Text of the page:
The hon. Gentleman said, and has just repeated the point in that intervention just now, that of course, if all those units were not to be used exclusively for maternity cases there would be the possibility of using them partly for maternity and partly for something else, and I want to turn to that. The hon. Gentleman has said that the hospital is an excellent one, but I want to put it to him that the building—in two blocks—does not in fact conform to the modern standards of hospital design and layout, or of engineering services. The labour room, for example, is cramped. There are no day rooms, and none of the wards has provision for babies to be in the same room as the mothers. Ancillary buildings are adjacent at various levels on the site. There are problems with the heating system, and so on. 623 The reason why I make these points is that if the hospital were to be converted to any other purpose there would have to be quite considerable sums of capital expenditure involved. The hon. Gentleman is obviously a little sceptical of that. I can only wish that it were true that we could make alterations in even a small hospital at very small cost, but, unfortunately, our experience is that if these alterations have to be made they tend to be rather expensive jobs, and as for the conversion to geriatric use, I would estimate—I give the estimate, obviously, as a rough one—that it might cost something between £20,000 and £40,000.
The hon. Gentleman has mentioned that Ellon Town Council is likely to consider some propositions by which it might be possible for it to raise certain money itself, as happened some time ago in Peterhead.
Obviously, if the town council makes a decision in that sense we will listen to what it has to say but it is not just a question of capital expenditure. There is also the question of the expenditure in running the hospital. That is at the present time about £13,500 a year and, of course, if the hospital were fully occupied, with the geriatric, general medical patients and maternity beds continuing, the cost would go considerably beyond that and would have to be sustained year after year.
It is part of the function of a regional board to look at its resources and see whether it is using the money available to it, to the best advantage. The money is limited and the board would be failing in its duty if it did not try to use it to the best advantage. Money spent at Ellon would not be available for spending elsewhere.
It is the judgment of the board—a judgment with which my right hon. Friend and I concurred—that this money could be spent elsewhere to very much greater advantage than in continuing the hospital at Ellon. One of the propositions is that the hospital might be converted partly for maternity and partly for geriatric provision. I have already mentioned what would be involved in capital expenditure from this point of view, but it would not be sensible in 624 terms of the demand for geriatric accommodation in the board's area at the moment to spend this money at Ellon.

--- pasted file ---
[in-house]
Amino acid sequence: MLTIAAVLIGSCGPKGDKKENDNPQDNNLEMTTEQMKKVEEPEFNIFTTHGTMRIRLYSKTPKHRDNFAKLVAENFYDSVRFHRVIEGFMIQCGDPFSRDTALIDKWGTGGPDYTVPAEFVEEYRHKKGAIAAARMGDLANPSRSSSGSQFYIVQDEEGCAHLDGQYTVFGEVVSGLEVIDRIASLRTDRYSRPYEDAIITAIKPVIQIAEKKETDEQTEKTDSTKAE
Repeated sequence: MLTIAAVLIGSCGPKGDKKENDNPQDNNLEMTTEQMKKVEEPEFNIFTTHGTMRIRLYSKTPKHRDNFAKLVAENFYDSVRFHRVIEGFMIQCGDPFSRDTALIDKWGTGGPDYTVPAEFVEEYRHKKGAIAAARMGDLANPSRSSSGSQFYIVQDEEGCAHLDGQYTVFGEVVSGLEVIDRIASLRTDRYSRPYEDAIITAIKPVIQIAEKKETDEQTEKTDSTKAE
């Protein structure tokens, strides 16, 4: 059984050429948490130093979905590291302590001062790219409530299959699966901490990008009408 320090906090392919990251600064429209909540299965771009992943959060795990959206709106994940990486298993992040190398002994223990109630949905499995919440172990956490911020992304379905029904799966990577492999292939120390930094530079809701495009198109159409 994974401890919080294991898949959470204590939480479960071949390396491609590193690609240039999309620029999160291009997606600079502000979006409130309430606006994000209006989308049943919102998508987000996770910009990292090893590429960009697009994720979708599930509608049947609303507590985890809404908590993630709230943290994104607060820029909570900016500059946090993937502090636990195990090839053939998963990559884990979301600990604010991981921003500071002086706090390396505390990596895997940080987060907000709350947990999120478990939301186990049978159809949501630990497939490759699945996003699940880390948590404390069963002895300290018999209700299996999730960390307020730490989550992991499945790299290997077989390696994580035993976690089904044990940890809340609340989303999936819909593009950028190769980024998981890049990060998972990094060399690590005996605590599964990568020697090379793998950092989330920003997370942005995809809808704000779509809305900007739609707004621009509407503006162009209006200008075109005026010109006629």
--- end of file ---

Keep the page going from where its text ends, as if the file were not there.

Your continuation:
For example, the most acute need for additional geriatric accommodation is in Aberdeen City itself and next to that the Board considers that the priority would be in Morayshire. In neither of these circumstances does Ellon have such priorities. I repeat—if the money is spent in Ellon it is not available for spending at these other places where, in the judgment of the board, it could be very much better spent.
The same sort of considerations apply to any other suggested use of the Ellon Hospital. The board does not feel that the money spent there would be justified in view of the other demands on its resources.
It is naturally distressing that any hospital should be closed and, of course, such a decision is considered very seriously both at the level of the regional board and by the Secretary of State himself. This case was considered very seriously indeed. I am sorry that I do not feel, despite what the hon. Gentleman has said, that there is any prospect of reversal of this decision. We shall certainly listen to anything that the town council may say following its meeting tomorrow.
As the hon. Gentleman knows, the town council as well as other local authorities, the executive councils, G.Ps. and the rest, have already had the opportunity to make representations to the Board on this proposition and these representations and points of view were taken fully into consideration before the final decision was reached. I see that the hon. Member smiles at this. I know that he does not like the final decision but I take it that he is not suggesting that the Board was in any way neglectful of the process of consultation. I think that he will agree that the process was lengthy and exhaustive and that every interested body was fully consulted before the decision was taken.
In those circumstances, it is very unlikely that there can be any new factors introduced at this late stage which could possibly affect the decision which the regional hospital board has taken. I repeat that it is regrettable that this should have to be done, but if we are to 625 get the most effective use of the resources which we have for the National Health Service, as well as expansion in certain places inevitably in certain circumstances existing facilities will have to be discontinued. It is not something which is lightly done, but it is something which 626 is sometimes inevitable and in all the circumstances it must be inevitable in the case of Ellon.
§ Question put and agreed to.
§ Adjourned accordingly at a quarter to Twelve o'clock.